If you assume that the Vikhroli land bank is spread over 8,000 acres, its value would be a mindboggling Rs 1.21 lakh crore.
That will easily make the Godrejs one of the most valuable companies in the real estate sector—the current numero uno is DLF, whose land bank is estimated to be worth Rs 1.2-1.35 lakh crore. Such a land holding will also be adequate to propel the group into the elite group of Indian mega-corps.
The only caveat? Much of that value is still notional, and a long way from being unlocked. Thanks to archaic laws that still prevail, like the Urban Land Ceiling & Regulation Act (ULCRA) and Forest Land Regulations, Godrej is in no hurry to realise the value in Vikhroli. (If he does so, as per ULCRA he will have to part with a portion of his land to the state government).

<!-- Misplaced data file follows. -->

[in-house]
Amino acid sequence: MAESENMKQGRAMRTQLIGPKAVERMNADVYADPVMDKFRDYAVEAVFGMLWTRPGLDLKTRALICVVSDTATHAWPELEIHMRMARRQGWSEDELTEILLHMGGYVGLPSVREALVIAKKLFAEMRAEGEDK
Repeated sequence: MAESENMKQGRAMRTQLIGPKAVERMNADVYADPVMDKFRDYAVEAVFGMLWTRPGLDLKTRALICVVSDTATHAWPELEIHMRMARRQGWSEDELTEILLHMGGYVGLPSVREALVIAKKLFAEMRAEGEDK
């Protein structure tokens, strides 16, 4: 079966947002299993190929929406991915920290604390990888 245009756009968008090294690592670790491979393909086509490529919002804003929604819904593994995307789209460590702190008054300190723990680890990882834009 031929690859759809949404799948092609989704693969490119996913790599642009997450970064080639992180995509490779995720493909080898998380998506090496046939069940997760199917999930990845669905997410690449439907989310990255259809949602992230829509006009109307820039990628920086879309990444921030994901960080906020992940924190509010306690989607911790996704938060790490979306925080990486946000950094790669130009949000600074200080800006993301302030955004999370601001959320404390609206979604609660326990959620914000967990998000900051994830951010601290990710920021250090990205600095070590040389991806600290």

Still, Godrej isn’t waiting for things to happen. Via a company called Godrej Properties Ltd (GPL)— which will soon make a public offer to investors—the group Chairman has slowly but surely flagged off his real estate venture. As of September, GPL had projects—in progress and signed—on close to 200 acres of land.
Some of them are joint developments, involving other developers, whilst a few are wholly-owned by GPL.
Going by the property prices prevailing in the various locations where these projects are being executed—in areas in Mumbai, Pune, Bangalore, Kolkata and Hyderabad—Godrej’s share is estimated to be worth a little under Rs 4,000 crore (see Grand Designs).